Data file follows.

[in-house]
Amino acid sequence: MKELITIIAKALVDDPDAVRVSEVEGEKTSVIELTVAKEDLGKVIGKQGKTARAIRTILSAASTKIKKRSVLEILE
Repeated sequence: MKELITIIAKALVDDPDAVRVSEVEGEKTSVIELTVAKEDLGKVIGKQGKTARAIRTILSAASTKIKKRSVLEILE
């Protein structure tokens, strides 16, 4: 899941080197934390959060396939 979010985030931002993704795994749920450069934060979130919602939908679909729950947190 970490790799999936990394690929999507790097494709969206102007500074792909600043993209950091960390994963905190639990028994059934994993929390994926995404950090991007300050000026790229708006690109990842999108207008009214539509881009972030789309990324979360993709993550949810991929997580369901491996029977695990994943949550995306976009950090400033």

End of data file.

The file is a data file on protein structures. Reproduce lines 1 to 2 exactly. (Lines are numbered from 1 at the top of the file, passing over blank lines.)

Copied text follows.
[in-house]
Amino acid sequence: MKELITIIAKALVDDPDAVRVSEVEGEKTSVIELTVAKEDLGKVIGKQGKTARAIRTILSAASTKIKKRSVLEILE